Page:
Yes, absolutely; it is from an enrich-your-mind perspective. But it rarely is from a get a job/making a living perspective, unfortunately.

Quote:
The skills acquired in a liberal arts are useful in virtually any field.
Yes, but one can - in fact usually has to - take a certain degree of liberal arts-type courses for most any degree, including technical ones, so that's not a case for a liberal arts degree. And I'm sorry but a liberal arts degree is like a kickstand on tank in terms of building a career. It's like screaming "I don't know what I want to do with my life." And companies aren't looking for that. They want people with specific knowledge/skills.

Quote:
At the moment everyone is pushing STEM degrees. Watch as the overproduction of stem degrees leads to unemployment.
You'll be watching an awfully long time, because that isn't happening any time soon. The most in-demand jobs are STEM related (granted that varies on how broadly you define "STEM," e.g. most healthcare-related jobs are technical as well). People with technical degrees remain in high demand. People with liberal arts degrees remain essentially not in demand at all. I'm not saying that's good or bad, it's simply reality.

Quote:
Most of the people. Know why graduated with technical degrees have wound up doing things much closer to the liberal arts,
If this means "most of the people you know," believe me, that's a very unique outlier. If anything, it's usually the opposite; people with liberal arts degrees end up having to get a degree or some other training in something specific to make a living. Good luck finding jobs out there which post "liberal arts degree" as a requirement or even desired. Most by far are looking for very specific skills and education (not all "STEM" but again the bulk of the most in-demand ones are).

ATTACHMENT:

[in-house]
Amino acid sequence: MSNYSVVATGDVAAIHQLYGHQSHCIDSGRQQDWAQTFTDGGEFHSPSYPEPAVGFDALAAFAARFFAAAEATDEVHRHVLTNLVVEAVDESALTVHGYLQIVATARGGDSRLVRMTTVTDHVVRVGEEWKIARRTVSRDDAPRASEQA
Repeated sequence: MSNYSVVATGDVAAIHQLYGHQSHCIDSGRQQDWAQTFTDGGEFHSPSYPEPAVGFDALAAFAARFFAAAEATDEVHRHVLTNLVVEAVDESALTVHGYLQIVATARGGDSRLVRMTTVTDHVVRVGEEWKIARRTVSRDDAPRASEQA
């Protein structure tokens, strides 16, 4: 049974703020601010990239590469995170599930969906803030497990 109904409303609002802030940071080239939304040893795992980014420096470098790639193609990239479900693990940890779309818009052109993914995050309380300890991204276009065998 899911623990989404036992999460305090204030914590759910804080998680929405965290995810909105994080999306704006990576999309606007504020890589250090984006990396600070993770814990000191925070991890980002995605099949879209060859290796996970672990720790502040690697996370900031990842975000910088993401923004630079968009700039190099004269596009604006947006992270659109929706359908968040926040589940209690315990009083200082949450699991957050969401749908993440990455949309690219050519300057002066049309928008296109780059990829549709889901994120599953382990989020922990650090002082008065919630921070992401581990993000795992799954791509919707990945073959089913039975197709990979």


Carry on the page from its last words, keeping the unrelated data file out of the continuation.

Quote:
Trying to guess which technical field will guarantee you a job is dubious: fields change very quickly.
Not sure what you mean by "fields change" - the tech within them does, but the jobs and fields themselves, i.e. the nature of the jobs etc hasn't much, generally speaking.

Quote:
And of course there’s no reason everyone should go to college.
Quite true. It's a radically changing landscape IMO. Between the soaring costs and many companies/fields getting less picky about requiring degrees vs some job-specific certification, I predict college enrollment will continue to spiral downward in the coming years. It's a scary outlook.
Old 2nd September 2018
  #85
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Quote:
Originally Posted by psykostx View Post
I agree, that's why I said "if you don't have a particular [career] or [degree path] in mind. Did you read beyond the first sentence of my post?
Yes. Did you miss how I was agreeing with you?
Old 2nd September 2018
  #86
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Quote:
Originally Posted by bill5 View Post
Yes. Did you miss how I was agreeing with you?
Saying that my statements were akin to sweeping generalizations and thus incorrect, directly after quoting them does not communicate agreement. Even if the following information parallels in some way, the opening remark sets a tone of corrective reconstruction and editorial criticism, not of harmonious urgency and further clarification. So no I didn't miss that you were agreeing, I was under the impression that you did haha
Old 2nd September 2018
  #87